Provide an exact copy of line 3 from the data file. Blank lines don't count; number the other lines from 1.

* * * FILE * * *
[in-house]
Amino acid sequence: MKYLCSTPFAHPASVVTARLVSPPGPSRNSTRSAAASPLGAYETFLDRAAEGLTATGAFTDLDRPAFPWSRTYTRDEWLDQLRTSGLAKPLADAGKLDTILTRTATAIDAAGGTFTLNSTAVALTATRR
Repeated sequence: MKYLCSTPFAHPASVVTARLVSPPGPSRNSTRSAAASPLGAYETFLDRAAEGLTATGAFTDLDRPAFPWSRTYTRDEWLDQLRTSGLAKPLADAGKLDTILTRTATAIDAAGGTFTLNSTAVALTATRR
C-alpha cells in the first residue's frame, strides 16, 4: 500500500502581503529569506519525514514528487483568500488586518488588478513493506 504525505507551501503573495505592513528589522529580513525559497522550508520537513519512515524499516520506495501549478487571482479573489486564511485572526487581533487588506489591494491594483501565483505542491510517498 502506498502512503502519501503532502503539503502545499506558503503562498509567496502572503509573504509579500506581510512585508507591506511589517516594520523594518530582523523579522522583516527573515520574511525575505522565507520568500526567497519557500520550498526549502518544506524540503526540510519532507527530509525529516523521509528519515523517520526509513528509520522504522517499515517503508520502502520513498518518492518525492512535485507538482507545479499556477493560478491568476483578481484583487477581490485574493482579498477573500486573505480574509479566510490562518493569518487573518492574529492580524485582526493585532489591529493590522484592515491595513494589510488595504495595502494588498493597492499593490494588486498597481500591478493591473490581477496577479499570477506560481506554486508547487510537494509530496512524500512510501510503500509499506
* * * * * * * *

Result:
Repeated sequence: MKYLCSTPFAHPASVVTARLVSPPGPSRNSTRSAAASPLGAYETFLDRAAEGLTATGAFTDLDRPAFPWSRTYTRDEWLDQLRTSGLAKPLADAGKLDTILTRTATAIDAAGGTFTLNSTAVALTATRR